To swallow the premise of The Da Vinci Code is to forsake centuries of church dogma, mountains of conflicting evidence, and most egregiously, the plot to Indiana Jones and the Last Crusade. (Even if heaven relents, Dan Brown, the gates to Disneyland's Indiana Jones Adventure ride will forever be closed to you.)
Much has been written about the theological earthquake generated by Brown's best-seller, in which he proposes that the Holy Grail is not some first-century chalice, but an actual woman. The controversy only increased after Ron Howard and Tom Hanks agreed to make the film adaptation, as every offended group, from conservative Christians to albinos, lobbied publicly for changes to the book's portrayals and perspective.
To Howard and Co.'s credit, the film hews pretty closely to Brown's thriller. But therein lies another problem. The book is a page-turner, but it's full of arcane religious exposition fascinating, mind you from bookish Harvard symbologist Robert Langdon (Hanks). When he's suddenly thrust into the role of a big-screen man of action, though, lines like ''I have to get to a library! Fast!'' don't have the same verve. Brown points out in ''A Portrait of Langdon,'' one of 10 behind-the-scenes featurettes, that Howard cast Hanks specifically because he's ''an actor you love to watch think,'' but even the two-time Oscar winner once needed a volleyball to liven up the screen. Here, he's surrounded by a distinguished international cast: Audrey Tautou, as a French Clarice Starling; Paul Bettany, as an albino monk who looks like Emperor Palpatine in his days as a Ford model; and Jean Reno, as a pious copper. But only Ian McKellen manages to imbue his character, the crippled Grail scholar Sir Leigh Teabing, with vivacity equal to his talent. He doesn't appear until the 58-minute mark, but the film crackles with his wry shenanigans and misses him dearly when he's absent.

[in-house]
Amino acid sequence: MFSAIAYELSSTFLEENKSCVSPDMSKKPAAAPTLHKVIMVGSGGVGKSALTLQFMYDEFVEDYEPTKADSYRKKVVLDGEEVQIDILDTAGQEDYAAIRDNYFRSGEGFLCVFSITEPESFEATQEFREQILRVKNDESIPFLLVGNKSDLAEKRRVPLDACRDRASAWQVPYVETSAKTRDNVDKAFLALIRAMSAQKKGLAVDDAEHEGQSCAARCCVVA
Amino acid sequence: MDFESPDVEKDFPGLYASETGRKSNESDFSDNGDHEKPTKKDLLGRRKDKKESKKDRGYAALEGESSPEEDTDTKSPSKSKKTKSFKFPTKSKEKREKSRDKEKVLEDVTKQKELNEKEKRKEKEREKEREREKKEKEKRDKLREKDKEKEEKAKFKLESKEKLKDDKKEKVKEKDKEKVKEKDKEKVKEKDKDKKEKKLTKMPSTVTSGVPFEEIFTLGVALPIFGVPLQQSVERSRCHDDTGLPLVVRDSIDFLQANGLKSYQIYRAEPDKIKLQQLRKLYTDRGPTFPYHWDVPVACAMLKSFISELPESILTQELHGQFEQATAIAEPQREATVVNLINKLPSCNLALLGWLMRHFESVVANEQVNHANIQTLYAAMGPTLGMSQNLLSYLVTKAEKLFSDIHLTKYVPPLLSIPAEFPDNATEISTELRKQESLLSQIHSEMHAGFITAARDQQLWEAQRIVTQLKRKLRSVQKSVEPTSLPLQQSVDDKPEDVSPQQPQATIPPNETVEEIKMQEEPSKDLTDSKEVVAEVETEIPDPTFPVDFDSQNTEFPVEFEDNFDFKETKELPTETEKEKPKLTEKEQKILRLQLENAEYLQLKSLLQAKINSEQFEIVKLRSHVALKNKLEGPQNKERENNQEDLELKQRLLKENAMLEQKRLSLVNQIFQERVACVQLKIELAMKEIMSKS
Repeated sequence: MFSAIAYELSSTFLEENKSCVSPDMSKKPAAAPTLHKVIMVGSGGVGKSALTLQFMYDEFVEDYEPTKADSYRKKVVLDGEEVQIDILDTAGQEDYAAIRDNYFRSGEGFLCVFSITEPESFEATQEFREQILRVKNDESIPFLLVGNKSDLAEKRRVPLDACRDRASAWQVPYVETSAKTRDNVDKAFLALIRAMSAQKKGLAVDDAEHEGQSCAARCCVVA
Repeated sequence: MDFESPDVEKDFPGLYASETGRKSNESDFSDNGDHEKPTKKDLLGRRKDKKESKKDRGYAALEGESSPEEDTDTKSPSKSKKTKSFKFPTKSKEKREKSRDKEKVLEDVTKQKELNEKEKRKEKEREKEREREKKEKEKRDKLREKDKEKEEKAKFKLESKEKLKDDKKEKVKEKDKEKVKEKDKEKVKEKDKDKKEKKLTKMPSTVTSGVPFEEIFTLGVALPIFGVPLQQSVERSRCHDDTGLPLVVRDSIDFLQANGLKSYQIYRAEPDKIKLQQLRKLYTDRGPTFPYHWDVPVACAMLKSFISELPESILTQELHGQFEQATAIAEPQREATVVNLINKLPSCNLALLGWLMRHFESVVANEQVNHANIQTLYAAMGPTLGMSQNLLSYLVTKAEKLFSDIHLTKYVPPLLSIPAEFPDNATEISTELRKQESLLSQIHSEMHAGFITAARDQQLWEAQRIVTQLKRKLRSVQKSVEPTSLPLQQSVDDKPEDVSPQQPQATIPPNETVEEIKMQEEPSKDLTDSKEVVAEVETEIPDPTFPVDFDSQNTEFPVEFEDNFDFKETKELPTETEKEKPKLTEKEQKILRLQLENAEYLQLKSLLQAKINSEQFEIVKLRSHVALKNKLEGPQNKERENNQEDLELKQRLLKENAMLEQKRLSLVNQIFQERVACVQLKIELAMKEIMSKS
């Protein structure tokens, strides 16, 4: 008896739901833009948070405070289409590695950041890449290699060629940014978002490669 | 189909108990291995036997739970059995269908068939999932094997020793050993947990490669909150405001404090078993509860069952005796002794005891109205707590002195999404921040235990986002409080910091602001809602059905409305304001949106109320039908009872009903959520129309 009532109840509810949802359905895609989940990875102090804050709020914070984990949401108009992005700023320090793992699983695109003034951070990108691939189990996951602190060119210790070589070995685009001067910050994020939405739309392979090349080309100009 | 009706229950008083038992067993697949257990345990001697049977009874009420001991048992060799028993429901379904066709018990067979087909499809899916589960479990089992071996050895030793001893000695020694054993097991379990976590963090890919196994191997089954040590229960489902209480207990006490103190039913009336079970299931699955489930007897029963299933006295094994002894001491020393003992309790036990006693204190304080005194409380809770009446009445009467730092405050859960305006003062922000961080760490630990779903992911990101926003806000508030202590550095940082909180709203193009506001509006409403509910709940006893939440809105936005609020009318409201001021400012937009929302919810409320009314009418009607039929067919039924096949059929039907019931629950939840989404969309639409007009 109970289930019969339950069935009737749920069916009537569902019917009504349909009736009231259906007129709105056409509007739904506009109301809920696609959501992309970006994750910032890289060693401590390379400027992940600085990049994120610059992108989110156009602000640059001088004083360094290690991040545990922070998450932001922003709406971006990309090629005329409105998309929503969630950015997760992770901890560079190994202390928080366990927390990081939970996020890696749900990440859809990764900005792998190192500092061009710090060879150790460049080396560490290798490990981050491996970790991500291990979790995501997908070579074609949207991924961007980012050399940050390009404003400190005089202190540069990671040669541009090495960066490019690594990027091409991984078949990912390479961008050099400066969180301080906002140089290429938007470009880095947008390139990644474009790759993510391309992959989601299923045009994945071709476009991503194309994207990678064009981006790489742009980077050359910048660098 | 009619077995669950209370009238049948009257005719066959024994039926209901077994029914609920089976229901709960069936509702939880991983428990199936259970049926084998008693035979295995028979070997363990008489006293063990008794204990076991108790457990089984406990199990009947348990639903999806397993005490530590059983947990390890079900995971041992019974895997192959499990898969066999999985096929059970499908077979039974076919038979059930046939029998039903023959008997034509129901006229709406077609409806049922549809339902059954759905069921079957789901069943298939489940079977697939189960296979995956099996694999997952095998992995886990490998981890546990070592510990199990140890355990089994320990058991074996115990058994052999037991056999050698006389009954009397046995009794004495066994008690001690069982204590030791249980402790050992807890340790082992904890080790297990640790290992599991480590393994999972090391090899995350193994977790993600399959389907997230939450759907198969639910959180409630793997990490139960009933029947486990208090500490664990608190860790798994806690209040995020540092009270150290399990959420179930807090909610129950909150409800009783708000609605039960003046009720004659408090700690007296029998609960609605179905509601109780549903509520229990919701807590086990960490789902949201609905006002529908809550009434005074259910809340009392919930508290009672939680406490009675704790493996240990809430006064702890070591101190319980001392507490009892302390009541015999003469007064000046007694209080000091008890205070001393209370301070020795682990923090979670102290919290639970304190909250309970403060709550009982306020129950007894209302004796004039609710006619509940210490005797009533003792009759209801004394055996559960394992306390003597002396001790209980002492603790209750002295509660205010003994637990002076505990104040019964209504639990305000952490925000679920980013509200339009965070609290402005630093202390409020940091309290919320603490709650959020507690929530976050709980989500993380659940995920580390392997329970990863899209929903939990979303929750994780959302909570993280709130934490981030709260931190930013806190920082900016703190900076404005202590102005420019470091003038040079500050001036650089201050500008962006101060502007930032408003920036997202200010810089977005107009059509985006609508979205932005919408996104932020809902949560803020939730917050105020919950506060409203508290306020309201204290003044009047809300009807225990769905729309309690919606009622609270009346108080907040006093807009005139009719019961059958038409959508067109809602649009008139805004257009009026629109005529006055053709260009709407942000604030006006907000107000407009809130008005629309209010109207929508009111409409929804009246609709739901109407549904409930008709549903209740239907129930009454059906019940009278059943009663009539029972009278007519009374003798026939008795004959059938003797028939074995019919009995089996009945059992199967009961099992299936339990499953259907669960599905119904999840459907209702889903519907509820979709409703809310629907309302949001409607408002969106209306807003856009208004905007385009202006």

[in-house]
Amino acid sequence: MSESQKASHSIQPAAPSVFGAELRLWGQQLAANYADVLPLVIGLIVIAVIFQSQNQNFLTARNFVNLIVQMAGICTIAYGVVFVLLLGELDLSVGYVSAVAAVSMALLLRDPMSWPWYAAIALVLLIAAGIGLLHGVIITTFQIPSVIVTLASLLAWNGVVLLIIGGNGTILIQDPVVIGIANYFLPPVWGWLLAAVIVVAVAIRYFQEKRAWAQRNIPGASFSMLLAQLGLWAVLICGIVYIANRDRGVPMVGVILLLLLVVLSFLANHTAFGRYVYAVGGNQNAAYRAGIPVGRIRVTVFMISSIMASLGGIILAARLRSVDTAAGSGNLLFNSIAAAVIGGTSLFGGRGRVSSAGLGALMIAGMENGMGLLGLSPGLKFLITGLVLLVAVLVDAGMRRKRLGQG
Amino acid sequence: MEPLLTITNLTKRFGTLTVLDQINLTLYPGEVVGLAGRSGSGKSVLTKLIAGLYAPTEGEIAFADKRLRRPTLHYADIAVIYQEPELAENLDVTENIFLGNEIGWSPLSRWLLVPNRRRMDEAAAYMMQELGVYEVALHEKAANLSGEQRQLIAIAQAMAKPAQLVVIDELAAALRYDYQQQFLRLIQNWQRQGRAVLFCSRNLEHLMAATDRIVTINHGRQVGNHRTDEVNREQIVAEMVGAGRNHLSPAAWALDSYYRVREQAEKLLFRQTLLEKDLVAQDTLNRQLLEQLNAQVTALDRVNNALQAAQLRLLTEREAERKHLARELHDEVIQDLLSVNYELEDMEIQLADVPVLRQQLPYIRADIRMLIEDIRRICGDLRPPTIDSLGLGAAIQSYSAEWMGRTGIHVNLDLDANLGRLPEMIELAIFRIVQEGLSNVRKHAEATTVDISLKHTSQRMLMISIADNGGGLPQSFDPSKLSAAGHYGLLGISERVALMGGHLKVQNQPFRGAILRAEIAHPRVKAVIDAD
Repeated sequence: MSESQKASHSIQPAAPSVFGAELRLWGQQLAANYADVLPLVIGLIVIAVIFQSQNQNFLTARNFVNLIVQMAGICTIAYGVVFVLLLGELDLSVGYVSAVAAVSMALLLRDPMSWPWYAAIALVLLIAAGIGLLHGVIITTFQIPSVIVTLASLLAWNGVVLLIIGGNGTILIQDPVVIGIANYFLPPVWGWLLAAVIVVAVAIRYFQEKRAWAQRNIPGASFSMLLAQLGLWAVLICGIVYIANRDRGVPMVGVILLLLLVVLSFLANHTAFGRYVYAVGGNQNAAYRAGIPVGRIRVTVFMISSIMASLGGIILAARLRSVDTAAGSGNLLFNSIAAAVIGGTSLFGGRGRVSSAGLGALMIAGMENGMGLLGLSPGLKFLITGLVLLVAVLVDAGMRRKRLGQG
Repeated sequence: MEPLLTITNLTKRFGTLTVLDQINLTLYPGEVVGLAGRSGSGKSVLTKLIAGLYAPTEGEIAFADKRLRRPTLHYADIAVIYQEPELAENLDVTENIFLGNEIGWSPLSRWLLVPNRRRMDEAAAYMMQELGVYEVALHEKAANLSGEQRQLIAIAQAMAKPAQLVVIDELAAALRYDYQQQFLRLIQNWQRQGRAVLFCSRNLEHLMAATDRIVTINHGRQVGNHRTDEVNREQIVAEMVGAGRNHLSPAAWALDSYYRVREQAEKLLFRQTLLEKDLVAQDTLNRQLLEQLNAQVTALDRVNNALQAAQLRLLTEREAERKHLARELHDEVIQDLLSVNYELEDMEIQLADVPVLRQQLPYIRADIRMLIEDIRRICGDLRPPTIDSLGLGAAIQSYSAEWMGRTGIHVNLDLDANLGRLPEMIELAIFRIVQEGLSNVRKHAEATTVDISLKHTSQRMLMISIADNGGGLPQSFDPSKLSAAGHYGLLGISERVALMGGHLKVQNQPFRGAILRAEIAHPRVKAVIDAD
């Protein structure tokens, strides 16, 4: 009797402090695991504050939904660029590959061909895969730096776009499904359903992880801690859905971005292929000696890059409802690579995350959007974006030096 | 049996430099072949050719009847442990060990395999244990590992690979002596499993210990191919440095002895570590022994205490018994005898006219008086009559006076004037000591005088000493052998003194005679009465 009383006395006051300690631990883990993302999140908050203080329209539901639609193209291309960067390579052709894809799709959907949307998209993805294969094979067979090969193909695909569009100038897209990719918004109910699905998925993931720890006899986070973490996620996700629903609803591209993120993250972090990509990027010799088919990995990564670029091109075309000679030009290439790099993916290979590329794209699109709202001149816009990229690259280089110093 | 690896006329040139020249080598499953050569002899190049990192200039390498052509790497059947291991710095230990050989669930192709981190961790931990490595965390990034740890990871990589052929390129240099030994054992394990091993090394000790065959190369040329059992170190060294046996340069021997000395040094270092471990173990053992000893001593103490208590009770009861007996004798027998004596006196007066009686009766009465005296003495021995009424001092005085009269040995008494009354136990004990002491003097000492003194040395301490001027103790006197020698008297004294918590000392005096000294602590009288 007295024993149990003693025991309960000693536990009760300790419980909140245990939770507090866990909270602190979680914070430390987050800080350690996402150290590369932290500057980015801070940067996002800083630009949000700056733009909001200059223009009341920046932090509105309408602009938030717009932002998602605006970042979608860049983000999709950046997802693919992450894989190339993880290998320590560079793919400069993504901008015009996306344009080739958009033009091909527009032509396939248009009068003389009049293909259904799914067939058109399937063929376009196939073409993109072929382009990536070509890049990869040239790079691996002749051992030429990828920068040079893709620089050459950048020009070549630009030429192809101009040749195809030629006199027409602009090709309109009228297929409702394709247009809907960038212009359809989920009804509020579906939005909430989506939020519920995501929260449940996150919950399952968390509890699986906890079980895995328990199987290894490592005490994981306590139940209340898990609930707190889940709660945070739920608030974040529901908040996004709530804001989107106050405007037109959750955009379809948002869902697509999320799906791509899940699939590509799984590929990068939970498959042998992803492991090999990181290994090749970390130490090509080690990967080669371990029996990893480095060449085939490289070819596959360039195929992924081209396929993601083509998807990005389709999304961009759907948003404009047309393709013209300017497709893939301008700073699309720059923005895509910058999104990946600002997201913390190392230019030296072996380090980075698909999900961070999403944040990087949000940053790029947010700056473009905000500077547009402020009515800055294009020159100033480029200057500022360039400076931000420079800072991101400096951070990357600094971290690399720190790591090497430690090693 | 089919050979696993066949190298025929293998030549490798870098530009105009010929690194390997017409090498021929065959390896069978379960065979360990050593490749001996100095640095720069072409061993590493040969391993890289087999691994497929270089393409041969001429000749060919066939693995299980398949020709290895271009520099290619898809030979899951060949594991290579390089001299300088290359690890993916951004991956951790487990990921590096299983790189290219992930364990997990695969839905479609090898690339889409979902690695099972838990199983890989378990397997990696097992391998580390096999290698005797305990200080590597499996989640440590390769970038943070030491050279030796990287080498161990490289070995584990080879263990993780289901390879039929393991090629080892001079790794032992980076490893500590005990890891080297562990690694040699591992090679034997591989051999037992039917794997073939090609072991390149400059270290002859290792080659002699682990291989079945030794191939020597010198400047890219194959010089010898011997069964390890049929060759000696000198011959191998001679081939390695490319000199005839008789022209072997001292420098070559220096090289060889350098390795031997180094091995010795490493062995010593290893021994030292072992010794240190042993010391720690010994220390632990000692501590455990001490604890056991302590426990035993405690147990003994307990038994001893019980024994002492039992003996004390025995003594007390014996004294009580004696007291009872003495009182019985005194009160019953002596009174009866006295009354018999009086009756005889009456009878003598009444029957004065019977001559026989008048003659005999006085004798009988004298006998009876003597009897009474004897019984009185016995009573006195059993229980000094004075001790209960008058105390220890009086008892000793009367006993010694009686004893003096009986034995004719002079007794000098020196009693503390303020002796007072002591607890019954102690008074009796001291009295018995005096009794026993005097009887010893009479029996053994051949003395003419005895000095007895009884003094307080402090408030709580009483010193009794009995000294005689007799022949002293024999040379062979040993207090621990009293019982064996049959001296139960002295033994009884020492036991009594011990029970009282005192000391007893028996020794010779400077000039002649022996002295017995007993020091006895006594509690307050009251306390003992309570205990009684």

The creative principals seem understandably exhausted by the Code controversies, considering Brown's book inspired an entire new subgenre in publishing as well as a wave of TV documentaries. In 100 minutes of extras, there's no mention of Opus Dei, the seismic ecclesiastical debate at the heart of the story, or production inconveniences Westminster Abbey denied the filmmakers access and it's the rare two-disc set that lacks even one commentary. Brown shares plans for his upcoming Langdon sequel (it's set in the U.S.) and Howard reveals the hidden Grail messages he placed throughout the film. Ho-hum, but we do get to the bottom of Hanks' long, wavy hair. ''Women instantly really, really dug it,'' insists Howard. That's probably not what Brown had in mind when he wrote about the ''sacred feminine.''